Visions of the Australian Pleistocene: prehistoric life at Lake Mungo and Kutikina.
Australian Archaeology, (35), .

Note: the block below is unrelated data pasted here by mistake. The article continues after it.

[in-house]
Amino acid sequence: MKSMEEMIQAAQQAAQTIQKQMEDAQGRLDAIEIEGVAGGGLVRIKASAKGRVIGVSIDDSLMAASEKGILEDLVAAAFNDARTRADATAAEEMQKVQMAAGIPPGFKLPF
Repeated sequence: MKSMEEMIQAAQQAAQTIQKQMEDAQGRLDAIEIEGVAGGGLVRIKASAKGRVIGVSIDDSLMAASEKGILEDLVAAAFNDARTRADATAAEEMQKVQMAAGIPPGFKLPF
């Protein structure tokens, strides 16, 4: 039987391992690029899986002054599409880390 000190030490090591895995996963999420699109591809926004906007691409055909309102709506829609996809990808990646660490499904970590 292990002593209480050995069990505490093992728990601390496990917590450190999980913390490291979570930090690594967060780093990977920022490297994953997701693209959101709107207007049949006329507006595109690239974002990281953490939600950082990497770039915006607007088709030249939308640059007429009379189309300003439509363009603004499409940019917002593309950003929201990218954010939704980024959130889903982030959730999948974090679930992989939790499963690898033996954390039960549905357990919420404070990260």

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In addition to the vast number of historic images of Australian Aboriginal peoples, a number of archaeological images depicting life in prehistoric times in Australia have recently been produced (Attwood and Edwards 1987; Deiley 1979; Jones 1987a; Wood 1977). While the historic images include drawings, paintings and photographs produced in association with the early scientific expeditions to Australia and the European settlement of the country, the prehistoric images include drawings and paintings which have been produced in association with the excavation of major archaeological sites in the country. The historic images appear in colonial accounts and expedition memoirs, and have been used as a documentary resource in a wide range of disciplines including history, anthropology, archaeology and art history, and the prehistoric images appear in popular scientific texts and have been used as a resource for communicating archaeological findings to the wider public. While the historic images have been used to assess the ways in which the Europeans rationalised their invasion of Australia and their oppression of the Aboriginal population, the prehistoric images can be used to assess the way in which prehistorians have rationalised their reconstruction of prehistoric behaviour and their development of theories about how the continent was first colonised by human populations. In essence, both the historic and prehistoric visions of Australian Aboriginal peoples constitute a critical resource for understanding both the colonial construction of Australian Aboriginal identity and the archaeological construction of prehistoric Aboriginal lifeways. Despite the fact that the prehistoric images or visual reconstructions are limited in number, they still make an important contribution to the rich iconographic tradition of depicting Australian Aboriginal peoples. Similar to the historic images, the value of the prehistoric images lies not so much what they tell us about what the Aboriginal peoples looked like and what they did, but also in what they tell us about ourselves and how we have constructed knowledge about Australian prehistory. This paper constitutes a preliminary attempt to outline the role that such images play in the conceptualisation of the Australian Pleistocene
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